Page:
It is generally acknowledged that at the top levels of the game the team with the most possession controls play and as a result typically wins the game.  However, statistics confirm that it is the quality of a team’s attacking play in the attacking third (rather than quantity of the play) that has a greater influence on results.  For example, during Newcastle United’s 7-3 defeat to Arsenal  they had a greater amount of possession (59 % v 44%), attempted a  higher number of passes (462 v 340) and achieved a higher pass completion rate (89% v 83 %). The difference was that Arsenal completed a greater number of their passes (100 v 68) in the attacking third.  The pace and trickery of players such as Walcott and Ox –Chamberlain and the quality of their finishing (10 out of 16 shots on target) proved the difference.

Similarly, Chelsea enjoyed 57 % of possession versus Aston Villa’s 43 % and only enjoyed a small advantage over Aston Villa in the % completion of their passes ( 87 % v 80%). Again, it was the difference in the number of passes completed within the attacking third and the quality of the finishing that resulted in the 8-0 score.  Chelsea successfully completed 148/191 of their passes in the attacking third versus Aston Villa’s successful completion of 63/107. Fifteen of  Chelsea’s 26 attempted shots were on target, while Aston Vila only had 1 shot on target, out of their 7 attempts .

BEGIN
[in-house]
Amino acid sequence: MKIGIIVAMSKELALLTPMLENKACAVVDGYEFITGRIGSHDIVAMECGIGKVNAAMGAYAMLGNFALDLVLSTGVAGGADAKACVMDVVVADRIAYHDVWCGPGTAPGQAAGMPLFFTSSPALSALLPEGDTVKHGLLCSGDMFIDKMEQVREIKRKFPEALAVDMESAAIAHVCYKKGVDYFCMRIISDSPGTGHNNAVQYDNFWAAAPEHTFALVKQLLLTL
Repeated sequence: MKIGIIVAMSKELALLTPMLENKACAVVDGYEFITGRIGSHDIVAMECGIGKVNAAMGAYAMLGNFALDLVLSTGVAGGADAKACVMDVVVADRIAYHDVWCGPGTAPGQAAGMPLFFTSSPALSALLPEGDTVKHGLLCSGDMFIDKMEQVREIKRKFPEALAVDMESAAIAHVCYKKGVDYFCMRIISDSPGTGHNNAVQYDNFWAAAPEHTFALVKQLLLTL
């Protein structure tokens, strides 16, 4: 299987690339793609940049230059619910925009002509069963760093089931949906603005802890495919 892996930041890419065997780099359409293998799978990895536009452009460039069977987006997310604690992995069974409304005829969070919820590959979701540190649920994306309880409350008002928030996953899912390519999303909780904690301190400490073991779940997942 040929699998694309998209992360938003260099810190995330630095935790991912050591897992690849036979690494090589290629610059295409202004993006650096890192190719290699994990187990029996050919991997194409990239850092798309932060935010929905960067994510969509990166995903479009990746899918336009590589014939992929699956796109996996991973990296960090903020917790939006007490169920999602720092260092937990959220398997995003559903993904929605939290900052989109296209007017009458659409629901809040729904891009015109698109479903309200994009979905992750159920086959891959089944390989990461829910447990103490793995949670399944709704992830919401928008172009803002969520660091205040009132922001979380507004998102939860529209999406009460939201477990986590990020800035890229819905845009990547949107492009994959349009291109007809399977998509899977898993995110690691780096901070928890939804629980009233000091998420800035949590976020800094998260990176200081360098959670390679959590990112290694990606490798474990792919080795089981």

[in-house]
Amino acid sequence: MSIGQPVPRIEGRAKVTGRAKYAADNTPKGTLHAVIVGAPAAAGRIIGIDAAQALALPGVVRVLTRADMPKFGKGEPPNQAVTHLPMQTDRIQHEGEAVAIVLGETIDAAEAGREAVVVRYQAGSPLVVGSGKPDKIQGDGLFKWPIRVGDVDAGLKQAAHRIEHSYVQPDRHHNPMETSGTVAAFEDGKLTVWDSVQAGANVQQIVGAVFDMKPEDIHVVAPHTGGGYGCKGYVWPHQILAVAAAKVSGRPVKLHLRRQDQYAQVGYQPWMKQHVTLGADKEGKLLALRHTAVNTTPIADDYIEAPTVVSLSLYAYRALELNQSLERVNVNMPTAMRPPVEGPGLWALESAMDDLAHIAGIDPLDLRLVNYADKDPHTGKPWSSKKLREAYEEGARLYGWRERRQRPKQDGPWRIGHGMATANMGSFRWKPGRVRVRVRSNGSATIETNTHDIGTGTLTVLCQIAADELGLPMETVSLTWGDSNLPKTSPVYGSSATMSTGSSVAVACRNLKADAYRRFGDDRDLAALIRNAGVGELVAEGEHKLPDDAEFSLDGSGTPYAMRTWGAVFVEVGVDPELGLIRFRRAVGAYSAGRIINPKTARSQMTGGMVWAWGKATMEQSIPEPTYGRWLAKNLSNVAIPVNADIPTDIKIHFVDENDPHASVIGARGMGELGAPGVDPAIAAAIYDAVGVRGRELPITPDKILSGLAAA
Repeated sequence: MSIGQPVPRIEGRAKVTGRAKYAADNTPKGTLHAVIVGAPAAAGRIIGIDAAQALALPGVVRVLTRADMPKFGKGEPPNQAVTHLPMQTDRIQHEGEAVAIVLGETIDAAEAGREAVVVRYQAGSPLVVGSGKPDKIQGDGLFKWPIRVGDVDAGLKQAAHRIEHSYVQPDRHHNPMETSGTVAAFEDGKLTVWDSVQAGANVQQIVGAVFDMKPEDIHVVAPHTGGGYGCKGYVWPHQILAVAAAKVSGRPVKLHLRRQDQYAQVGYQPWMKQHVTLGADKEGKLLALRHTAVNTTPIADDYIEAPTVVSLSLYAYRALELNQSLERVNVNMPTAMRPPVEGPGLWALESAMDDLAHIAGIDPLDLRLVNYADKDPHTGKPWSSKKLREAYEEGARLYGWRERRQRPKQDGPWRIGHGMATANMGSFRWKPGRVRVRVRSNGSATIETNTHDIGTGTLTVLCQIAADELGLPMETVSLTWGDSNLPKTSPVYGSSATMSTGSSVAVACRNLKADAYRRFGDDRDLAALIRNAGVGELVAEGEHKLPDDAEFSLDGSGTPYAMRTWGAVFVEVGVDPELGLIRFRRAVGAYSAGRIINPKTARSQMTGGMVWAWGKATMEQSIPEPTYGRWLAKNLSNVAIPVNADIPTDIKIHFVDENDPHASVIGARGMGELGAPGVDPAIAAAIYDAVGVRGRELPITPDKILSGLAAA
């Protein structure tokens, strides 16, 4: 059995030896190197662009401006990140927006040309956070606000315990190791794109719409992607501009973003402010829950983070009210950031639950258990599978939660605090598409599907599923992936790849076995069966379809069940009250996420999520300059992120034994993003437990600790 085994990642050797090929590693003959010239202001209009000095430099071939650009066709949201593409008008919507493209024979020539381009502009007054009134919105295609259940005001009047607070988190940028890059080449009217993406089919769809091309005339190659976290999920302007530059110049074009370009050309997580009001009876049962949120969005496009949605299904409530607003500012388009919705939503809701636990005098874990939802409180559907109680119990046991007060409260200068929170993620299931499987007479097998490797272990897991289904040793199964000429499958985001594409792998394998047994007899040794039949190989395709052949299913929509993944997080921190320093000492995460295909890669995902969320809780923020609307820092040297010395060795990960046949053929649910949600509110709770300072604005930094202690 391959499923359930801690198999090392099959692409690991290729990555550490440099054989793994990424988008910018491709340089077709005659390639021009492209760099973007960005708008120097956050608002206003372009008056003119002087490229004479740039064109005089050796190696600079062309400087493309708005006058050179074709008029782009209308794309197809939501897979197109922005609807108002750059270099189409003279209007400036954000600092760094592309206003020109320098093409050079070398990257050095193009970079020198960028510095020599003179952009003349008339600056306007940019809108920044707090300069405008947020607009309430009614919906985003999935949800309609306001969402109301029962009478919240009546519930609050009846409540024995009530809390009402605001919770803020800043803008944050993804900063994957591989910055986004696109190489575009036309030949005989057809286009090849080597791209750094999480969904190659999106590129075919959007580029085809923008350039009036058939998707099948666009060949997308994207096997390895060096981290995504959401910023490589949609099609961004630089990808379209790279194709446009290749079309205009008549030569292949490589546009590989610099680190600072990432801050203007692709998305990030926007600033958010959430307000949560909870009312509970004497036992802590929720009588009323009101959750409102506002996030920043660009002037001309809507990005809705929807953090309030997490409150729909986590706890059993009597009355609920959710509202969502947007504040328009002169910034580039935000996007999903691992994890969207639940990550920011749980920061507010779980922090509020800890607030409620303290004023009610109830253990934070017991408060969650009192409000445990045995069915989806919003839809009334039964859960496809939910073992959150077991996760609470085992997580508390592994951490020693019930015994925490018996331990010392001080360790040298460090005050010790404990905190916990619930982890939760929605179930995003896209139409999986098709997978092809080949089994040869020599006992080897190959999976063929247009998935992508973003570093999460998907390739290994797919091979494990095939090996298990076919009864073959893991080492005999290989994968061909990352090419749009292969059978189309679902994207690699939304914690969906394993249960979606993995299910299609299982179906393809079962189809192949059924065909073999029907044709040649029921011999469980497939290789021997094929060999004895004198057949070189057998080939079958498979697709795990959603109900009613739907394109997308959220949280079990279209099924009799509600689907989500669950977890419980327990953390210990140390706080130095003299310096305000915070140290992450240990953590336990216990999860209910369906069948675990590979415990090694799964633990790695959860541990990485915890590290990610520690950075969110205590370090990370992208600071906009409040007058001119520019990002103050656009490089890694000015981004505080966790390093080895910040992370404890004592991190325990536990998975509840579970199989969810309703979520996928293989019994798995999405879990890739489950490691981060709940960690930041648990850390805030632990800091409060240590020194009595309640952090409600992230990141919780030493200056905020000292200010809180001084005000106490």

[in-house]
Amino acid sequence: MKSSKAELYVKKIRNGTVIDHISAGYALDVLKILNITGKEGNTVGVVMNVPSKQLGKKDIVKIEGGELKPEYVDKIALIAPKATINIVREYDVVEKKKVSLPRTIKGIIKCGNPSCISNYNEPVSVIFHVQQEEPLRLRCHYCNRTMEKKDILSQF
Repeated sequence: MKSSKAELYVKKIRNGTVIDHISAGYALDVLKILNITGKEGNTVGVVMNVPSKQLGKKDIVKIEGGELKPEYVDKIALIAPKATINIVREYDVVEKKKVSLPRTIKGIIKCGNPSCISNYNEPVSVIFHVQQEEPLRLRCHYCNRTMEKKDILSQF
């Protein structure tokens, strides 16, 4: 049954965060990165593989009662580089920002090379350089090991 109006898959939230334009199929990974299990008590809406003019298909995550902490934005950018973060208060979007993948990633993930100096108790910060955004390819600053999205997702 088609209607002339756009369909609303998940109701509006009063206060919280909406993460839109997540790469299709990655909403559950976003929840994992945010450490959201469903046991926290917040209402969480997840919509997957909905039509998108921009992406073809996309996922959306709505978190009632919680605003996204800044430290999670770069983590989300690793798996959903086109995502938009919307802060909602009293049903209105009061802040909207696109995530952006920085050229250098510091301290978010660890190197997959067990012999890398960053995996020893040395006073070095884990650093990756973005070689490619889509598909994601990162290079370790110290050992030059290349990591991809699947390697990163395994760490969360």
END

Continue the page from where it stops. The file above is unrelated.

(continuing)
Some people may conclude from these statistics that it is the team’s  that have more play in the opposition’s attacking half that typically go on to win games. Therefore, a successful tactic would be to get the ball forward quicker. However, this is not supported by game statistics. Arsenal only enjoyed a territory advantage of 54% v 46% versus Newcastle in their 7-3 win and Chelsea only enjoyed a 56% v 46% advantage over Aston Villa in an 8-0 win.  Again, it is the quality of the attacking play in the attacking third that makes the difference. The teams that best control possession in these areas with short 1 and 2 touch passing and penetrating dribbling runs typically create more goal scoring opportunities by pulling well organized defences out of position.

So, what type of youth training can best prepare our young players for success in the modern game?  To be effective in the attacking third of the field requires:

  • Good technique in tight areas
  • Ability to play quick 1 and 2 touch passes